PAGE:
It will be a quiet and reflective night, we might play a game and we will definitely reminisce about Christmases past. I, myself, will be contemplating the suffering of so many people in war-torn countries and feeling so grateful that I am lucky enough to be here in Canada, surrounded by abundance, with a roof over my head and living in peace, safe and sound in my own home.

I am sending you my most heartfelt wishes that you have love, joy and blessings in your life right now.

I pray for peace throughout the world tonight and for the days that come.


TBT — Christmas Past

Blog Post #243

I found this photo the other day when I was sorting through a box of old pictures. Taken about 23 years ago at a local shopping centre, it shows my two adorable munchkins in the traditional Christmas photo with Santa.


Looking wistfully at this memento of those innocent days of their childhood — when Christmas was a magical time of wonder. Oh, my girls still get excited for the holiday and they both love this time of year — gift giving (and getting!), baking, holiday parties, wrapping presents, decorating and watching all the traditional Christmas movies — I love that about them. But I sometimes miss the days of childish delight as we trimmed our tree, sang carols and celebrated the season. I can still hear the squeals of joy on Christmas morning as they eagerly tore open the Christmas packages, Santa, once again, getting them exactly what they wanted and their shining faces as they gave us the gifts they had lovingly chosen (or handmade) just for us.

Yes, Christmas has changed, now that my girls have grown into adulthood. It’s different, but when I think about it — I realize that the sense of wonder is still within them. They may not believe in Santa anymore but they do believe in the magic and love of the Christmas Spirit.

And, so do I!


A Very Flashy Christmas

Blog Post #242

I LOVE flash mobs! You may remember saying this before (here and here), so it will come as no surprise that I was watching Christmas flash mobs on YouTube tonight.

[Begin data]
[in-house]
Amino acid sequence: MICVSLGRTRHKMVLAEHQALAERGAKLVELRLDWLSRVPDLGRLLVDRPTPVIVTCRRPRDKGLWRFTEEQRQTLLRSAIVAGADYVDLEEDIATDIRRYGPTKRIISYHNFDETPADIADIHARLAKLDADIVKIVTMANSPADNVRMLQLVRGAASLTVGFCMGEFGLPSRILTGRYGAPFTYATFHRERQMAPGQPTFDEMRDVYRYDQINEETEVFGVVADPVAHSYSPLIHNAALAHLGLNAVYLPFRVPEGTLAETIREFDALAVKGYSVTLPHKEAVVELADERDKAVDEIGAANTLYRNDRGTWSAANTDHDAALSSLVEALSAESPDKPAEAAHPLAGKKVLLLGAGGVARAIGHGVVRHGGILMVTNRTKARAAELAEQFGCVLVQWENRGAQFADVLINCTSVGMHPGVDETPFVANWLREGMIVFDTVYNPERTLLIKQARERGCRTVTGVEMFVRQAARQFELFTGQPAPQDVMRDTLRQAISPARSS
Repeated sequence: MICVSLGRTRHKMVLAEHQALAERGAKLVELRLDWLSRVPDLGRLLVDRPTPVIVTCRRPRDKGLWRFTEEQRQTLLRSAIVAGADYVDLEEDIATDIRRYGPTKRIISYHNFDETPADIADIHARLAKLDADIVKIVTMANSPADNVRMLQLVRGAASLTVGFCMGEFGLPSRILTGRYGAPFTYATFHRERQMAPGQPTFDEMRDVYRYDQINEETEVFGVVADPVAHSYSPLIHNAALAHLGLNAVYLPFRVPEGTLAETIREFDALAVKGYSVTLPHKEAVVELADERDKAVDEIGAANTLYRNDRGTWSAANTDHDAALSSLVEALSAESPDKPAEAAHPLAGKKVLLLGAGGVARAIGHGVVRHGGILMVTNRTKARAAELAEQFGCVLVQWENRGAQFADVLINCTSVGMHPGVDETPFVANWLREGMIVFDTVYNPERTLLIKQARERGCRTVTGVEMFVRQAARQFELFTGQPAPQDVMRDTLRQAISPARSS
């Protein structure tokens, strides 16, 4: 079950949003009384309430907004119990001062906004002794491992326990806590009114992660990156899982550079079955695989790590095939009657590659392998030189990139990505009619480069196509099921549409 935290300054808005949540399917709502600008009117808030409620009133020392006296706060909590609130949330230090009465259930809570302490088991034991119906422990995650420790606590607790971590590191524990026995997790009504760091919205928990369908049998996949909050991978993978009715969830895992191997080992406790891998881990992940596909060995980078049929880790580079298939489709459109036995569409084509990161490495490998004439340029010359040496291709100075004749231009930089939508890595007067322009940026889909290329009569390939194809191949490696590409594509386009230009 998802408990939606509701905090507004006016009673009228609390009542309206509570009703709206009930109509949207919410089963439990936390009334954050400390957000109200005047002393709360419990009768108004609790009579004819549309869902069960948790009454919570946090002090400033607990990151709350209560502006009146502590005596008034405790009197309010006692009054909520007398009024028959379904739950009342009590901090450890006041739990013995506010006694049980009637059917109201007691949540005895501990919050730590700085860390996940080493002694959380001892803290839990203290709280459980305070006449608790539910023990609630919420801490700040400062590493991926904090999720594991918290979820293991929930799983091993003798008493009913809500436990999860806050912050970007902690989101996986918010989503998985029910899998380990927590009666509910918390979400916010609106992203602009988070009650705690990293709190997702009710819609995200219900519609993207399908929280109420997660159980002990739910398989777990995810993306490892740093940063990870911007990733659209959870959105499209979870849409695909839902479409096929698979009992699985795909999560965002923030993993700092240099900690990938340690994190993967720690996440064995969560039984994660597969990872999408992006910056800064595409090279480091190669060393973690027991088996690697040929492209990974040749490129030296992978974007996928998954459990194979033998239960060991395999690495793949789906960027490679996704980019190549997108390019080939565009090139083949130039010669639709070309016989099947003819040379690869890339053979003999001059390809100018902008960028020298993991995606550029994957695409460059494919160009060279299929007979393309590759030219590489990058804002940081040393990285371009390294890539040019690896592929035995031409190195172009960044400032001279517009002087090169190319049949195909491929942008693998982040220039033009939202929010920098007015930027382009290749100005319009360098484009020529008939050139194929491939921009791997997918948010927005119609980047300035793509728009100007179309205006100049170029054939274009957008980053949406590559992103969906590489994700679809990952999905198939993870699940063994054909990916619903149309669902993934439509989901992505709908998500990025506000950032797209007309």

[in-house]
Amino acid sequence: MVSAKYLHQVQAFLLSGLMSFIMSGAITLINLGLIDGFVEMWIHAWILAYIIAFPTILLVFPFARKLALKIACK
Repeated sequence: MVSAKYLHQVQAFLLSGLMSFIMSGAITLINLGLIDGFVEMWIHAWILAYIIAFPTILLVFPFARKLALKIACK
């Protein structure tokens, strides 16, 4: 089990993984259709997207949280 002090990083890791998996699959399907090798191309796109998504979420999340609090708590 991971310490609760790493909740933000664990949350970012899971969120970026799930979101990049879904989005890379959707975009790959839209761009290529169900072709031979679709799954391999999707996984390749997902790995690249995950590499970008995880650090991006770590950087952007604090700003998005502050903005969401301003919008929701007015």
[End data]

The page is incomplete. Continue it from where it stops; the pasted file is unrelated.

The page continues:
Flash mobs can happen in any public area, but the favourite spots seem to be shopping malls, train stations and airports — anywhere large crowds gather.

I would love it if I came upon a huge group of singers and dancers performing for a crowd at my local shopping centre — wouldn’t you? And you can bet, if I could play and instrument, or sing, or dance, I would BE in flash mob — especially a Christmas one!!


Below is a collection of videos of Christmas flash mobs from around the world — on city buses, grocery stores, public squares and more. Enjoy!

Oh, and if you are planning a flash mob for Christmas or anytime — call me, I’m in! I’ll even learn to play the tambourine — that seems easy.


This flash mob was part of “1,000 Random Acts of Culture” and organized by the Opera Company of Philadelphia. Over 650 choristers participated in this event that enchanted throngs of shoppers with a performance of the Hallelujah Chorus from Handel’s Messiah. The music was played on the world’s largest pipe organ, the Wanamaker Organ, and took place at Macy’s department store in Center City, Philadelphia.


 West Jet Schedules a Flight to the North Pole

In 2012, West Jet decided to entertain the passengers of the sold-out red eye flight from Calgary to Toronto. With 9 hidden cameras and 105 West Jet volunteers, the 166 guests were delighted with the talents of the airline’s employees.


The Best Way to Bring Christmas Cheer…

The American Festival Chorus debuted this holiday flash mob on November 25, 2011. With over 150 singers, dancers and bell ringers, the choir brought Christmas joy to more than 1000 shoppers at Cache Valley Mall, in Logan, Utah.


 … Is Singing Loud So All Can Hear

150 students from St. Thomas Aquinas College staged a choral flash mob at Ventura’s Pacific View Shopping Mall. The students enjoyed the experience so much that is has since become a Christmas tradition.


 May the Force Be With You

The Television Broadcasting students at Algonquin College, with the help of the Ottawa Regional Youth Choir and Darth Vader, organized this flash mob to bring some Christmas cheer to Algonquin College students preparing for exams.


Festive Food Shop

Food shopping is one of those chores that no one really likes to do, especially during the busy holiday season. This flash mob was organized to wish shoppers a Merry Christmas and Happy New Year by bringing a little joy to their shopping experience.


 En Français

In November 2011, 60 musicians participate in this flash mob in the grand hall of la Gare du Nord, in Paris. This performance was part of the fourth edition of Orchestres en fête — a nationwide event organized by the French Association of Orchestras since 2008 to promote classical music.


 Auf Deutsch

On December 3rd, 2011, shoppers at the Weinheim Galerie in Weinheim, Germany were entertained by 80 singers from five choirs, performing Handel’s Hallelujah in this surprise flash mob.


 Rudolph on the Subway?

Who wouldn’t want a little sing-along while commuting on a subway? Riders on this subway in December 2012, were delighted with this flash mob singing Rudolph, the Red-Nosed Reindeer.

Wishing you all the joy of the season!